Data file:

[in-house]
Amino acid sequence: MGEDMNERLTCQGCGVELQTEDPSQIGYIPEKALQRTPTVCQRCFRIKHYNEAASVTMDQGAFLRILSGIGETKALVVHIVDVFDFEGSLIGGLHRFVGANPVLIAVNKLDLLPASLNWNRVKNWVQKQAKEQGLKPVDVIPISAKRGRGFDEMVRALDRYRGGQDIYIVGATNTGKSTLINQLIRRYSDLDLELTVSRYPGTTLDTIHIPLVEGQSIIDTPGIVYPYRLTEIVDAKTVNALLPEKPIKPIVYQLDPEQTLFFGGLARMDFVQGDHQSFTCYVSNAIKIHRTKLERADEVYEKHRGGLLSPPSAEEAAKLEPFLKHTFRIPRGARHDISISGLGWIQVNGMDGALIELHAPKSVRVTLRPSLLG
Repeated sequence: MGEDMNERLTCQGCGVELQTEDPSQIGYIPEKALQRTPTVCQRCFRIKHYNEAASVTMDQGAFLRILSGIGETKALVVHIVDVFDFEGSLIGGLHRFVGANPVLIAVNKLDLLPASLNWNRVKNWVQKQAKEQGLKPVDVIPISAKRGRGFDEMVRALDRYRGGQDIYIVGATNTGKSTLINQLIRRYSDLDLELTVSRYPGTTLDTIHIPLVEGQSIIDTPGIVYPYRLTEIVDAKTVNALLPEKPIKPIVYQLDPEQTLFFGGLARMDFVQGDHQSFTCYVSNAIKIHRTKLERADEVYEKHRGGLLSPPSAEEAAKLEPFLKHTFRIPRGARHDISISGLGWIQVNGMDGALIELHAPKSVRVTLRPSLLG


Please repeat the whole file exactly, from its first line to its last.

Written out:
[in-house]
Amino acid sequence: MGEDMNERLTCQGCGVELQTEDPSQIGYIPEKALQRTPTVCQRCFRIKHYNEAASVTMDQGAFLRILSGIGETKALVVHIVDVFDFEGSLIGGLHRFVGANPVLIAVNKLDLLPASLNWNRVKNWVQKQAKEQGLKPVDVIPISAKRGRGFDEMVRALDRYRGGQDIYIVGATNTGKSTLINQLIRRYSDLDLELTVSRYPGTTLDTIHIPLVEGQSIIDTPGIVYPYRLTEIVDAKTVNALLPEKPIKPIVYQLDPEQTLFFGGLARMDFVQGDHQSFTCYVSNAIKIHRTKLERADEVYEKHRGGLLSPPSAEEAAKLEPFLKHTFRIPRGARHDISISGLGWIQVNGMDGALIELHAPKSVRVTLRPSLLG
Repeated sequence: MGEDMNERLTCQGCGVELQTEDPSQIGYIPEKALQRTPTVCQRCFRIKHYNEAASVTMDQGAFLRILSGIGETKALVVHIVDVFDFEGSLIGGLHRFVGANPVLIAVNKLDLLPASLNWNRVKNWVQKQAKEQGLKPVDVIPISAKRGRGFDEMVRALDRYRGGQDIYIVGATNTGKSTLINQLIRRYSDLDLELTVSRYPGTTLDTIHIPLVEGQSIIDTPGIVYPYRLTEIVDAKTVNALLPEKPIKPIVYQLDPEQTLFFGGLARMDFVQGDHQSFTCYVSNAIKIHRTKLERADEVYEKHRGGLLSPPSAEEAAKLEPFLKHTFRIPRGARHDISISGLGWIQVNGMDGALIELHAPKSVRVTLRPSLLG